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Putting a better spin on the festive feast, Thanksgiving

Joel Molina
Many Americans fail to address the issue of the holiday as it is troubling for Indigenous people as a reminder to them that their land was stolen due to colonialism.

It is time to get the stuffing, cranberry sauce and turkey because the season of giving is right around the corner. 

As Thanksgiving approaches, so do the uprises of people speaking on the issue of how corrupt the true meaning of the holiday is. Many Americans fail to realize that Thanksgiving can be a daunting time for Indigenous people as it is a reminder that their land was stolen due to colonialism.   

Plenty of individuals have voiced their opinion on why the holiday is a way to glorify colonialism and the dark history behind it.  

With individuals fed-up about the holiday, some are shifting their perception of the holiday and rebranding the original meaning of it all.   

 The controversy behind the holiday many people like UTEP student Ivanna Villela have taken matters into their own hands and changed the meaning of Thanksgiving in a new way.   

“I feel not enough people actually celebrate the original meaning of Thanksgiving out of respect for Indigenous people,” Villela said.   

In an NPR article, it mentions the perspective of the larger issue of the education system informing students incorrectly about the ‘first Thanksgiving.’  

It was taught with a false narrative that Pilgrims came to America with good spirits and wanted to have a feast with the Wampanoag tribe who already lived in America prior to the Pilgrims arrival. This is part of the mythology of ‘White America’.   

Some people aren’t aware of the gruesome facts that come with the holiday. Villela mentions how she and her family did not know the true meaning of Thanksgiving for the longest time until they rebranded the meaning themselves.   

“Me and my family just celebrate by giving thanks,” Villela said. “The big part what we mess up is that we don’t know the true meaning, but we just turned it into a bigger focus of making it a family orientated holiday.”   

While the intended meaning of Thanksgiving sometimes leaves a bitter taste in people’s lives, people are taking the holiday and giving it a new meaning.  

UTEP student Cesar Gamino talks about how he uses Thanksgiving as a time to be appreciative for his family, everyone around him, and the things he has.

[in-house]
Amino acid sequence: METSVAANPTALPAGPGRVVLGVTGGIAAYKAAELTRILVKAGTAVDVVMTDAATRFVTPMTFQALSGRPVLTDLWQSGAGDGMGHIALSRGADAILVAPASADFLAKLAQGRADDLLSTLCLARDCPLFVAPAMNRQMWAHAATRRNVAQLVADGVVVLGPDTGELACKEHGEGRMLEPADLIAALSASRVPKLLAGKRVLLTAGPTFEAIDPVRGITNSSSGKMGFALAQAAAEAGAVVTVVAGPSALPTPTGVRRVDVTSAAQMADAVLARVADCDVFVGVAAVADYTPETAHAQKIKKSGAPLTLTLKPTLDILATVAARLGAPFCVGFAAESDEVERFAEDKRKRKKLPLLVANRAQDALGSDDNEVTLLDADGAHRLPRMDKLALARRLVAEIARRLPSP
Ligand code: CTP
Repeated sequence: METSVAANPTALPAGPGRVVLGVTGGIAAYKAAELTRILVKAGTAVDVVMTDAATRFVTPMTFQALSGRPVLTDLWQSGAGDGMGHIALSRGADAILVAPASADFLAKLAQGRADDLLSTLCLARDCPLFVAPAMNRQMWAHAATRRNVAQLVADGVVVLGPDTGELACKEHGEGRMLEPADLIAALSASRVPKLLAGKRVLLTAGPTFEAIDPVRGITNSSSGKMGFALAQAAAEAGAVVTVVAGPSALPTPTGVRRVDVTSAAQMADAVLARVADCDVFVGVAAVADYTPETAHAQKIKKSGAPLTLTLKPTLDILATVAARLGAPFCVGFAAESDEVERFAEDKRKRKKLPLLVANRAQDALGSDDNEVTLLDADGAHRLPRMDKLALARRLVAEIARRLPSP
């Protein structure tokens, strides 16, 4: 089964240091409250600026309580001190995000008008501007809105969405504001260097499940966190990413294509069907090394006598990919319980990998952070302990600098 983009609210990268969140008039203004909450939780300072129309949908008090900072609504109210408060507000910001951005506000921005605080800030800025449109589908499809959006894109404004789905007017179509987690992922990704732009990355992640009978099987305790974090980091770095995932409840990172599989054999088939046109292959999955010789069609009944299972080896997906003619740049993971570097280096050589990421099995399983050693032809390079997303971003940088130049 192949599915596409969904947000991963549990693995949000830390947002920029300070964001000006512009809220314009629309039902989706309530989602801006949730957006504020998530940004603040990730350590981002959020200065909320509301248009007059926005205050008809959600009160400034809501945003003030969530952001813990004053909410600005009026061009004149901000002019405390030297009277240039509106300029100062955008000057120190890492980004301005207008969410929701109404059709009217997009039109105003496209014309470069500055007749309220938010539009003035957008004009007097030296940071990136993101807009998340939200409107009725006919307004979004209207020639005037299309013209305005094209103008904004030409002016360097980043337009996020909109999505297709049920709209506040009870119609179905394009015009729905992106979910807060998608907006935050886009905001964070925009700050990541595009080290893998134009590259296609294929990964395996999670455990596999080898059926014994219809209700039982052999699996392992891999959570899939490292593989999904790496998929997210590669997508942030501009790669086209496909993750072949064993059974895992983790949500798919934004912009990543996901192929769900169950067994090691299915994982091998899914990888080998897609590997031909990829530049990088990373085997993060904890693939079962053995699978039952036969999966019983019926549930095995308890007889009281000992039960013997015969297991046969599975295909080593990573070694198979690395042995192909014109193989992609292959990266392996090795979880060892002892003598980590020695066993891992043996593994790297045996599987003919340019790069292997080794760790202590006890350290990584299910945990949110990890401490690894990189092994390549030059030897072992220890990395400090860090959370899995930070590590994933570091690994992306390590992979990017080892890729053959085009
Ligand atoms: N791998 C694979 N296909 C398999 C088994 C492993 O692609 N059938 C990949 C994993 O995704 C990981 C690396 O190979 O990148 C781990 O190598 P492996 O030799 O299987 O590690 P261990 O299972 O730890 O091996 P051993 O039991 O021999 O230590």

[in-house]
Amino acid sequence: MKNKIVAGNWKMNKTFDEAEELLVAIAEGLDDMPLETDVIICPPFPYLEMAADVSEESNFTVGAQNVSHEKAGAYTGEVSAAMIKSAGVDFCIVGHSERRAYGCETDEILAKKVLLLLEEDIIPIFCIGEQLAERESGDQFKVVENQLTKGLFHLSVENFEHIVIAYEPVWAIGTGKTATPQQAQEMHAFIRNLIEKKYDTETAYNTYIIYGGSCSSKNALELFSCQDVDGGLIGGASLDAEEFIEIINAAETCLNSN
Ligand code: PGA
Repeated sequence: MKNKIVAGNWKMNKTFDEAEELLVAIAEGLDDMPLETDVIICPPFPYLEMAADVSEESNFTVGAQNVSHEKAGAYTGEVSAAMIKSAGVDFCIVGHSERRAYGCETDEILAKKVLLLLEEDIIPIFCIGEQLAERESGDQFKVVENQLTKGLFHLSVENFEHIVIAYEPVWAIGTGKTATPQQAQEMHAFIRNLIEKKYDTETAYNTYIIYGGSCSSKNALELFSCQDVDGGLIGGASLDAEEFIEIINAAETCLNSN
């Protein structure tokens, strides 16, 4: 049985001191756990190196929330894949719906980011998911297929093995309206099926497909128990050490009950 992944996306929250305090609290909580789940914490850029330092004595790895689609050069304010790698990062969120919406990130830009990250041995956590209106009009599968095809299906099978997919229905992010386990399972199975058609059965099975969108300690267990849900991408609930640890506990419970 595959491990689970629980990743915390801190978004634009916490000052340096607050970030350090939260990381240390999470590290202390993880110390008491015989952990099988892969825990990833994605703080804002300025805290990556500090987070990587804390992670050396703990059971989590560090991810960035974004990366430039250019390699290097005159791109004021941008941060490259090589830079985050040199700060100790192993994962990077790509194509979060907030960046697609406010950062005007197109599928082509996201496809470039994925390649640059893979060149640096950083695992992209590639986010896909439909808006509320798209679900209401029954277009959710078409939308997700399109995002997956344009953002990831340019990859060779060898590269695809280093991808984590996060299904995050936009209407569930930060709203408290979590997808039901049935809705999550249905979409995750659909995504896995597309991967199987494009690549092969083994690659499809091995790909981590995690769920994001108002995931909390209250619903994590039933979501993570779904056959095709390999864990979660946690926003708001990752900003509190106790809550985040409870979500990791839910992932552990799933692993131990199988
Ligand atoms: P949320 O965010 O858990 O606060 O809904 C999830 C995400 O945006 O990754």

“For me personally, Thanksgiving is more of a time where I don’t read into the holiday itself in the meaning but more for spending time with my family,” Gamino said. “When I lived in Houston, I didn’t get to spend Thanksgiving with family and when I got to El Paso it was a way to see family, I haven’t seen in five-six years all together.”   

UTEP student Saree Ramirez also gives her own take on the holiday.   

“I rebranded Thanksgiving into just a time to be thankful for what I have around me,” Ramirez said. “Me and my family go our own way and forget the true meaning behind it and take the time to give thanks and be grateful for what we have.”  

When celebrating Thanksgiving this year, remember to be mindful of the true story of the holiday history and respect other family and friends’ ideologies.  

Marco Hinojosa is the audience and engagement editor and may be reached at [email protected]

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About the Contributors
Marco Hinojosa
Marco Hinojosa, Audience and Engagement
Marco Hinojosa is the audience and engagement editor for The Prospector. He is a junior at the University of Texas at El Paso majoring multimedia journalism with a minor in criminal justice. He plans to broaden his horizons as a journalist and work for a major broadcast company.
Joel Molina
Joel Molina, Photo Editor
Joel is a graduate creative writing student at the University of Texas at El Paso. He is the photo editor who began his career at The Prospector in 2022. He hopes to continue providing the world and its people with different forms of storytelling that will hopefully make their day to day lives better.
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